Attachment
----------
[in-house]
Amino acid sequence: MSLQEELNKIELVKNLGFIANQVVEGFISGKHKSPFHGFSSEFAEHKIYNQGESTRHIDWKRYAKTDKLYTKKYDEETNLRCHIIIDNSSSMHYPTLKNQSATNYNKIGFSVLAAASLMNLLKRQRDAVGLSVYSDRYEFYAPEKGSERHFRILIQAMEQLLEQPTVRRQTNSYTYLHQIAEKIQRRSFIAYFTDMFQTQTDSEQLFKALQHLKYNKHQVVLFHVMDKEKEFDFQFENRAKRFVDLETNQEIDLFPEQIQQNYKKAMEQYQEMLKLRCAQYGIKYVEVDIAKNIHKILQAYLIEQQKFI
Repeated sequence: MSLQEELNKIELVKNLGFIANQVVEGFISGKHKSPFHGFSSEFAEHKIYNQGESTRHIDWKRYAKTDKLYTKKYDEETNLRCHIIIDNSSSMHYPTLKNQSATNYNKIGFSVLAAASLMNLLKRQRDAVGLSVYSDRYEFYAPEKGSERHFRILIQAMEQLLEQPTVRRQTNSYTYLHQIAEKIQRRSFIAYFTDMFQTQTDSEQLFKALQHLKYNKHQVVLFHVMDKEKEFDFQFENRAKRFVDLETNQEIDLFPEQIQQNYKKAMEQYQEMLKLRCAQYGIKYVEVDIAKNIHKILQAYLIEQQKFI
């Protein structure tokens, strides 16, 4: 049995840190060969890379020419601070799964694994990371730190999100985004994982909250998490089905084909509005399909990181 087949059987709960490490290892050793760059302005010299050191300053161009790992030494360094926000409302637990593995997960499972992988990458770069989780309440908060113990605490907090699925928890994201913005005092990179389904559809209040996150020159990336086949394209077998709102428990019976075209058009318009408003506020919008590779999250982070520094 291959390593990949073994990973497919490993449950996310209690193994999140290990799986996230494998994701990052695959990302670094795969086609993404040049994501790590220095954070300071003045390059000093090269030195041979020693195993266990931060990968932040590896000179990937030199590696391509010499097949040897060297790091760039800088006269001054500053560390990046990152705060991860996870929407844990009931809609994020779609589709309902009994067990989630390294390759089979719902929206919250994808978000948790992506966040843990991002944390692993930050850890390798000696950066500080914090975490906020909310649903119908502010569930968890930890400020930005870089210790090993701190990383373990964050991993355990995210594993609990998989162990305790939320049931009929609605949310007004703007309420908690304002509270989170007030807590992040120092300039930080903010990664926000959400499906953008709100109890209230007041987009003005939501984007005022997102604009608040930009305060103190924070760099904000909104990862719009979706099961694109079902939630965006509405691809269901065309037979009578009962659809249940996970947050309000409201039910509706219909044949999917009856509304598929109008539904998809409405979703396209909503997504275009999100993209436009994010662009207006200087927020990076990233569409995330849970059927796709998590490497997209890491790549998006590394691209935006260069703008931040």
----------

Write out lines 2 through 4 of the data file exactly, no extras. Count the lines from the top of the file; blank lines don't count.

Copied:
Amino acid sequence: MSLQEELNKIELVKNLGFIANQVVEGFISGKHKSPFHGFSSEFAEHKIYNQGESTRHIDWKRYAKTDKLYTKKYDEETNLRCHIIIDNSSSMHYPTLKNQSATNYNKIGFSVLAAASLMNLLKRQRDAVGLSVYSDRYEFYAPEKGSERHFRILIQAMEQLLEQPTVRRQTNSYTYLHQIAEKIQRRSFIAYFTDMFQTQTDSEQLFKALQHLKYNKHQVVLFHVMDKEKEFDFQFENRAKRFVDLETNQEIDLFPEQIQQNYKKAMEQYQEMLKLRCAQYGIKYVEVDIAKNIHKILQAYLIEQQKFI
Repeated sequence: MSLQEELNKIELVKNLGFIANQVVEGFISGKHKSPFHGFSSEFAEHKIYNQGESTRHIDWKRYAKTDKLYTKKYDEETNLRCHIIIDNSSSMHYPTLKNQSATNYNKIGFSVLAAASLMNLLKRQRDAVGLSVYSDRYEFYAPEKGSERHFRILIQAMEQLLEQPTVRRQTNSYTYLHQIAEKIQRRSFIAYFTDMFQTQTDSEQLFKALQHLKYNKHQVVLFHVMDKEKEFDFQFENRAKRFVDLETNQEIDLFPEQIQQNYKKAMEQYQEMLKLRCAQYGIKYVEVDIAKNIHKILQAYLIEQQKFI
């Protein structure tokens, strides 16, 4: 049995840190060969890379020419601070799964694994990371730190999100985004994982909250998490089905084909509005399909990181 087949059987709960490490290892050793760059302005010299050191300053161009790992030494360094926000409302637990593995997960499972992988990458770069989780309440908060113990605490907090699925928890994201913005005092990179389904559809209040996150020159990336086949394209077998709102428990019976075209058009318009408003506020919008590779999250982070520094 291959390593990949073994990973497919490993449950996310209690193994999140290990799986996230494998994701990052695959990302670094795969086609993404040049994501790590220095954070300071003045390059000093090269030195041979020693195993266990931060990968932040590896000179990937030199590696391509010499097949040897060297790091760039800088006269001054500053560390990046990152705060991860996870929407844990009931809609994020779609589709309902009994067990989630390294390759089979719902929206919250994808978000948790992506966040843990991002944390692993930050850890390798000696950066500080914090975490906020909310649903119908502010569930968890930890400020930005870089210790090993701190990383373990964050991993355990995210594993609990998989162990305790939320049931009929609605949310007004703007309420908690304002509270989170007030807590992040120092300039930080903010990664926000959400499906953008709100109890209230007041987009003005939501984007005022997102604009608040930009305060103190924070760099904000909104990862719009979706099961694109079902939630965006509405691809269901065309037979009578009962659809249940996970947050309000409201039910509706219909044949999917009856509304598929109008539904998809409405979703396209909503997504275009999100993209436009994010662009207006200087927020990076990233569409995330849970059927796709998590490497997209890491790549998006590394691209935006260069703008931040």